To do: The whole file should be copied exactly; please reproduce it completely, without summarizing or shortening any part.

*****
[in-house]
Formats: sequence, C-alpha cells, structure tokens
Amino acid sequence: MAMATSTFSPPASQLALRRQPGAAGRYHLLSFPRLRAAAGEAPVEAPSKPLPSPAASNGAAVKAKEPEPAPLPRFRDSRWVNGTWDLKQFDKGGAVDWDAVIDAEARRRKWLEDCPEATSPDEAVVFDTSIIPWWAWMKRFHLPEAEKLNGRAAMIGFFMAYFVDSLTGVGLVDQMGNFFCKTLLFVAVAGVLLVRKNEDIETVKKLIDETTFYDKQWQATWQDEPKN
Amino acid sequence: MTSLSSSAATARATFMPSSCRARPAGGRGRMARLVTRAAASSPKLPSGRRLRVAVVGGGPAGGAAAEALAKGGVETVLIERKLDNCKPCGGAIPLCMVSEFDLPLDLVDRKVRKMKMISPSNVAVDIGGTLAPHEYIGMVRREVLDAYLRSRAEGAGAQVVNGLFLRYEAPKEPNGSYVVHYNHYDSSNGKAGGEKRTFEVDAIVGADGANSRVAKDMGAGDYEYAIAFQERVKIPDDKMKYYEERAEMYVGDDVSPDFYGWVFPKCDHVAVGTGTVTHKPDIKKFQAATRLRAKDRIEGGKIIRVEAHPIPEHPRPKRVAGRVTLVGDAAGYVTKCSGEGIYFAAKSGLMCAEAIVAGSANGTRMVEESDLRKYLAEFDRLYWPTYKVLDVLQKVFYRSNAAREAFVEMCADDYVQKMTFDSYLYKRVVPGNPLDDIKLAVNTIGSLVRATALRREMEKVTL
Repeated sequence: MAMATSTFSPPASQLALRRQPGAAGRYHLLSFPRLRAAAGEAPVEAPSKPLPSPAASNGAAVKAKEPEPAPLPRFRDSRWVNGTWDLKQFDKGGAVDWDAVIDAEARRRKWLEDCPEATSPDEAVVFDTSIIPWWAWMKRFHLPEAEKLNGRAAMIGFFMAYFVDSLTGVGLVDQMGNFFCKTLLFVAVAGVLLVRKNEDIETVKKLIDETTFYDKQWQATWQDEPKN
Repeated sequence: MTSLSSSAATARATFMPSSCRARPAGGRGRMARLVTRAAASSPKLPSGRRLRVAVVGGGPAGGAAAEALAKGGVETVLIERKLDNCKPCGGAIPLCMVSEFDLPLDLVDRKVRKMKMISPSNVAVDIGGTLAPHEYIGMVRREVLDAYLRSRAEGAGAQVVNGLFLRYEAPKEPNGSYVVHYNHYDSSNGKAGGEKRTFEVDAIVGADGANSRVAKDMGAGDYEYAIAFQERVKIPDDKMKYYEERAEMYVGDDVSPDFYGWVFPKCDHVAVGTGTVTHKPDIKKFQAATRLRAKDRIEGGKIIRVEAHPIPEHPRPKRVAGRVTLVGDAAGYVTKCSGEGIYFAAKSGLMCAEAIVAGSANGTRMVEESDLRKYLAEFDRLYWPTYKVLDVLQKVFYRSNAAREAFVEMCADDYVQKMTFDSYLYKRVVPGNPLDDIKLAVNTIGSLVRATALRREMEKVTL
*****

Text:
[in-house]
Formats: sequence, C-alpha cells, structure tokens
Amino acid sequence: MAMATSTFSPPASQLALRRQPGAAGRYHLLSFPRLRAAAGEAPVEAPSKPLPSPAASNGAAVKAKEPEPAPLPRFRDSRWVNGTWDLKQFDKGGAVDWDAVIDAEARRRKWLEDCPEATSPDEAVVFDTSIIPWWAWMKRFHLPEAEKLNGRAAMIGFFMAYFVDSLTGVGLVDQMGNFFCKTLLFVAVAGVLLVRKNEDIETVKKLIDETTFYDKQWQATWQDEPKN
Amino acid sequence: MTSLSSSAATARATFMPSSCRARPAGGRGRMARLVTRAAASSPKLPSGRRLRVAVVGGGPAGGAAAEALAKGGVETVLIERKLDNCKPCGGAIPLCMVSEFDLPLDLVDRKVRKMKMISPSNVAVDIGGTLAPHEYIGMVRREVLDAYLRSRAEGAGAQVVNGLFLRYEAPKEPNGSYVVHYNHYDSSNGKAGGEKRTFEVDAIVGADGANSRVAKDMGAGDYEYAIAFQERVKIPDDKMKYYEERAEMYVGDDVSPDFYGWVFPKCDHVAVGTGTVTHKPDIKKFQAATRLRAKDRIEGGKIIRVEAHPIPEHPRPKRVAGRVTLVGDAAGYVTKCSGEGIYFAAKSGLMCAEAIVAGSANGTRMVEESDLRKYLAEFDRLYWPTYKVLDVLQKVFYRSNAAREAFVEMCADDYVQKMTFDSYLYKRVVPGNPLDDIKLAVNTIGSLVRATALRREMEKVTL
Repeated sequence: MAMATSTFSPPASQLALRRQPGAAGRYHLLSFPRLRAAAGEAPVEAPSKPLPSPAASNGAAVKAKEPEPAPLPRFRDSRWVNGTWDLKQFDKGGAVDWDAVIDAEARRRKWLEDCPEATSPDEAVVFDTSIIPWWAWMKRFHLPEAEKLNGRAAMIGFFMAYFVDSLTGVGLVDQMGNFFCKTLLFVAVAGVLLVRKNEDIETVKKLIDETTFYDKQWQATWQDEPKN
Repeated sequence: MTSLSSSAATARATFMPSSCRARPAGGRGRMARLVTRAAASSPKLPSGRRLRVAVVGGGPAGGAAAEALAKGGVETVLIERKLDNCKPCGGAIPLCMVSEFDLPLDLVDRKVRKMKMISPSNVAVDIGGTLAPHEYIGMVRREVLDAYLRSRAEGAGAQVVNGLFLRYEAPKEPNGSYVVHYNHYDSSNGKAGGEKRTFEVDAIVGADGANSRVAKDMGAGDYEYAIAFQERVKIPDDKMKYYEERAEMYVGDDVSPDFYGWVFPKCDHVAVGTGTVTHKPDIKKFQAATRLRAKDRIEGGKIIRVEAHPIPEHPRPKRVAGRVTLVGDAAGYVTKCSGEGIYFAAKSGLMCAEAIVAGSANGTRMVEESDLRKYLAEFDRLYWPTYKVLDVLQKVFYRSNAAREAFVEMCADDYVQKMTFDSYLYKRVVPGNPLDDIKLAVNTIGSLVRATALRREMEKVTL